Neonatal Intensive Care Unit
When the most advanced critical care is required, RWJBarnabas Health is
equipped with three Neonatal Intensive Care Units that are state-designated
as regional referral centers. Our neonatal teams consists of board-certified
neonatologists, specially trained nurse practitioners and neonatal nurses,
therapists, social workers and technologists who work together under the
principles of family-centered care. Neonatologists are available 24 hours
a day, seven days a week to provide care for fragile newborns, meet with
families and for consultations.
Our NICUs provide specialized care for newborns and offer New Jersey’s
only Extracorporeal Membrane Oxygenation (ECMO) therapy for infants in
severe respiratory distress. As a modification of cardiopulmonary bypass,
ECMO aids newborns who have not responded to usual therapies such as mechanical
ventilation, drugs and surgery.
The NICU services include:
- Regional Sudden Infant Death Syndrome/Apnea Program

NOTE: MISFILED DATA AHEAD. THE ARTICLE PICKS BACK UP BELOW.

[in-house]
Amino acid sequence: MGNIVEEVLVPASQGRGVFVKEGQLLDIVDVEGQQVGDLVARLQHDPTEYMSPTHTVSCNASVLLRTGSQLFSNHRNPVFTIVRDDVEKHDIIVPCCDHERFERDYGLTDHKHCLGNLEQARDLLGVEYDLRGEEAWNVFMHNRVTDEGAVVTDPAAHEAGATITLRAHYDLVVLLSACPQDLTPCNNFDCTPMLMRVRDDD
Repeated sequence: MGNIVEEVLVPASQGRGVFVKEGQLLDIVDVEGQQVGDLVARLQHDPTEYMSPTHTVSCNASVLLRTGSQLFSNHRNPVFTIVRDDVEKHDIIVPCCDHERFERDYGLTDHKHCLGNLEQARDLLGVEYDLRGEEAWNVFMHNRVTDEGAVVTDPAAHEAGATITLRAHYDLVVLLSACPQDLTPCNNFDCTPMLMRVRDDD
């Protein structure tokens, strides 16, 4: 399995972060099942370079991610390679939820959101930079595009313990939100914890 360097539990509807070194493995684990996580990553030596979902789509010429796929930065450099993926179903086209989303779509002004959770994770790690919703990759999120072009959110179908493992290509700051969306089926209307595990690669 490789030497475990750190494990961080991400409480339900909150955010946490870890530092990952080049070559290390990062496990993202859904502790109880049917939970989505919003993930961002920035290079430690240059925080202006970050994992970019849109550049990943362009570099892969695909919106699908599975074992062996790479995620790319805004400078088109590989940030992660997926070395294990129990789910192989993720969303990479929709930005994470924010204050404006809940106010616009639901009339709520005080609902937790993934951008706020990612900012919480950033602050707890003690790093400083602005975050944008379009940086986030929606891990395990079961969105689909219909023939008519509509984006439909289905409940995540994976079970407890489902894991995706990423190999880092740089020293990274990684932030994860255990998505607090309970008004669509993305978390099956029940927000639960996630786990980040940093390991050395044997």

- Jet and Oscillator Ventilation
- Nitric Oxide Treatments (the only program in the state)
- Neonatal Transport Team
- Comprehensive Parent Teaching Program
- Infant Massage
Our survival rates exceed those of national benchmarks. While our number
of Low Birth Weight babies ranks amongst the highest percentiles nationally,
our survivals are among the top quartile.
The Neonatal Transport Program safely transports critically-ill newborns
to our hospitals and “back transports” many to the originating
Level II’s for recuperation. The transport team consists of a neonatologist
and a registered neonatal nurse with special training in transport as
well as an EMT.
To attain the best outcomes for our babies, the High Risk Infant Follow-up
(HRIF) team of experts monitors and evaluates the growth and development
of infants at risk. The team consists of neonatologists, a neurodevelopmentalist,
a developmental psychologist, physical and occupational therapists, a
neonatal nurse, social worker and an ophthalmologist. This same team follows
the infant after discharge from the NICU. To ensure early identification
of developmental delays and timely referrals to specialists, infants are
seen at one, four, eight, 12 and 24 months. Babies treated with ECMO are
followed to five years of age.